Articles tagged secrets of nature, david attenborough, science, natural history film, documentary, harry bruce woolfe, silent film, charlie chaplin, black and white, nature film, blue planet, microcosmos

The Personal Accounts of The Beach Boys Make This Documentary Worthwhile

Classic Albums: Pet Sounds expands the mythos of one musician to an entire group, and in doing so, allows us to see the project in a different, equally compelling light.

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Spread the News Silently: ‘Dr. Mabuse’ and ‘The Captive’

Fritz Lang and Cecil B. DeMille couldn't have done it without their female collaborators.

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Ingrid Bergman in Her Own Words

A portrait of a woman who succeeded in the film industry despite playing by her own rules.

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Abandoned: Season 1, Episode 1 - “Ghost Mall”

McCrank's a likable host, but the first episode focused too much on him and not enough on the episode's subject.

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Artful Conversation in ‘The Return of Rubén Blades’

Like the man himself, The Return of Rubén Blades is proof that art is important, but only a part of living a rich, thoughtful life.

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Fritz Lang Shows His Hand With ‘The Spiders’ and ‘Destiny’

From playing with Death to finding a lost Incan civilisation, these two silents are bursting with adventure and intrigue.

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Tower Records in a Nutshell: ‘All Things Must Pass’

A nostalgic and warm look at a defunct record chain that brings the real substance and heart of the rise and fall.

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‘Frankenstein’: An Indictment of Divine Indifference

By examining the perils of creation, Frankenstein is a parable of the inscrutable nature of man's relationship with God.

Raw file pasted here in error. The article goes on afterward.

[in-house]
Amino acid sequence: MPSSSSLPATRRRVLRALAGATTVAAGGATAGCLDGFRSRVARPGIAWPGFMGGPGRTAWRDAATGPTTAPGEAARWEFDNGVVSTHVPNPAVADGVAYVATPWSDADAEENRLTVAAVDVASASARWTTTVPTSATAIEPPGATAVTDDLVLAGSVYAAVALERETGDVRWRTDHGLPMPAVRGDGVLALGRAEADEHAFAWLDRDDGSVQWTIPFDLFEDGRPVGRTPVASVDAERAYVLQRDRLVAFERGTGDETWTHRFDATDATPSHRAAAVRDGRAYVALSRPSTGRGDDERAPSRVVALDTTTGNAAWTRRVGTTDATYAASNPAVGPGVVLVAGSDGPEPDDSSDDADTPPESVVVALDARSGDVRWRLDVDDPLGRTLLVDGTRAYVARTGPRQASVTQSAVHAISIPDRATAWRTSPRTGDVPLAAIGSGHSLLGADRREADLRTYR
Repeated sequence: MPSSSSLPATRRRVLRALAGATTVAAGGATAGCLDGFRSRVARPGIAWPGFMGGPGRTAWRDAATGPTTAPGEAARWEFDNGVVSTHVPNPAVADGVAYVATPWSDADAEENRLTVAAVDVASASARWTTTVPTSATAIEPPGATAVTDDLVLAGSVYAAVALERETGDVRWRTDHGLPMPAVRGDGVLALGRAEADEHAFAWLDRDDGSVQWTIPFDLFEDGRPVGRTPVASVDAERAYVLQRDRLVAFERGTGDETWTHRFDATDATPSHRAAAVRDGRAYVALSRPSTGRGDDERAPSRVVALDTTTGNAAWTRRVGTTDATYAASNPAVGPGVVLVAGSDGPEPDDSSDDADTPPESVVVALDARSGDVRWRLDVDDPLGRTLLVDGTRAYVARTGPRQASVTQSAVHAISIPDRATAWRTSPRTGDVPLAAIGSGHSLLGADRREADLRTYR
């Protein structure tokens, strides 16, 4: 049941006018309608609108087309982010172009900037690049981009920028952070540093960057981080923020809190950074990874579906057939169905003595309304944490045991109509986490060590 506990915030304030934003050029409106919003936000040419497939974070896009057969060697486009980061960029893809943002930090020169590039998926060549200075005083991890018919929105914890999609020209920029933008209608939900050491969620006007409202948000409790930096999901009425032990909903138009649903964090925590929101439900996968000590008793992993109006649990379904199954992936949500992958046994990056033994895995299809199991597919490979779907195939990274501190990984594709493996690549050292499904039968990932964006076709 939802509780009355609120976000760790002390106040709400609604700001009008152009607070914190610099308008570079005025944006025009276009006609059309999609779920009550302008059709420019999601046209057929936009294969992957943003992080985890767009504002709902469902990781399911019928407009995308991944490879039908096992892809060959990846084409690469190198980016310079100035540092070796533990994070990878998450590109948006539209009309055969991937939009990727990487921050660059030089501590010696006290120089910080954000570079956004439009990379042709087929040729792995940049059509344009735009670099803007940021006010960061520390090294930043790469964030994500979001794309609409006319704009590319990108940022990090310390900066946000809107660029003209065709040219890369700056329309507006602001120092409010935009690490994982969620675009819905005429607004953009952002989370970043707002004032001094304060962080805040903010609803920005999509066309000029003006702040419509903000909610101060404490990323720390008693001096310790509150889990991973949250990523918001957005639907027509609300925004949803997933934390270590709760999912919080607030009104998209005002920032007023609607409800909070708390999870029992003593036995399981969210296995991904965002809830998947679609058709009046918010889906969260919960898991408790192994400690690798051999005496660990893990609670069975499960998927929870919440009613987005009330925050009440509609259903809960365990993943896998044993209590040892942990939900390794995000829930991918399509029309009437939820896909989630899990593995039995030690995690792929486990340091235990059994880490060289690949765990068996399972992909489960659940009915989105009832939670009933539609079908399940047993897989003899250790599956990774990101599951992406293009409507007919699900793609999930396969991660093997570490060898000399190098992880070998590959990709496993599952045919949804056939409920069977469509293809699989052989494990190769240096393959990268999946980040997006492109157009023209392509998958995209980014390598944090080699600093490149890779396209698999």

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‘Night and Fog’ Continues to Haunt

Alain Resnais' documentary remains a landmark depiction of the Holocaust, having lost none of its power six decades on.

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ZZK Records - ‘The Nu LatAm Sound’ (documentary) (premiere)

We’re pleased to be able to premiere a mini-documentary on the sound of contemporary Latin American music.

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‘George Crumb: Voice of the Whale’—A Whale of a Tale It’s Not

If George Crumb’s music sometimes skirts the borders of kitsch, it certainly doesn’t need the help of this insipid film.

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From Curiosity to Denial: The Case of ‘An Open Secret’

The failure of An Open Secret to connect with a wide audience speaks to the persistence of denial when the perpetrators of child abuse populate the entertainment industry.

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‘Lee Scratch Perry’s Vision of Paradise’ Doesn’t Find the Transcendence Within Perry

In its attempt to worship, Vision of Paradise condescends and exploits.

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The Essential Dilemma in ‘Under the Sun’ Is That No Truth Is singular, No Story Is Simple

The documentary tells a story of North Korean oppression by focusing on eight-year-old Zin-mi, her openness and also her caution, her obvious effort to please and her occasional and barely discernible frustration.

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‘Zero Days’ Makes Clear: Innovation in Warfare Is Governed by Short-sightedness

The US, so brilliantly networked, so technologically advanced, is "the most vulnerable nation on earth".

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‘The Daughter of Dawn’ Is a Rare Native American Romance

The Comanches are the bad guys; the Kiowas are the good guys, and love conquers all in this previously lost film from the '20s.

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That’s Keaton, Buster: The Complete Silent Shorts

These 32 shorts are often ingenious and for some reason rely frequently on cross-dressing.

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‘O.J. - Made in America’: Race, TV, and All Kinds of Heartbreak

This film offers a remarkable analysis of US systems of race, media, and justice that to this day seem to be turning more complex and less flexible.

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HRWFF 2016: ‘Starless Dreams’ + ‘The Crossing’

Two films in the 2016 Human Rights Watch Film Festival -- Starless Dreams focused on young girls detained in Iran and The Crossing, following Syrian refugees -- consider the ways that souls might be imprisoned, inside and outside of actual walls.

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20 Jun 2016 // 11:00 AM

Director Opens Up About His Obsessions in Documentary ‘De Palma’

The weirdly touching documentary De Palma is catnip for cinephiles, at least those who haven’t written off its subject, filmmaker and eternal provocateur Brian De Palma.

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20 Questions: Rachael Yamagata

// Sound Affects

"After a four year break since her last album, Rachael Yamagata reveals a love of spreadsheets, a love for Streisand, and why it's totally OK to suck at playing guitar.

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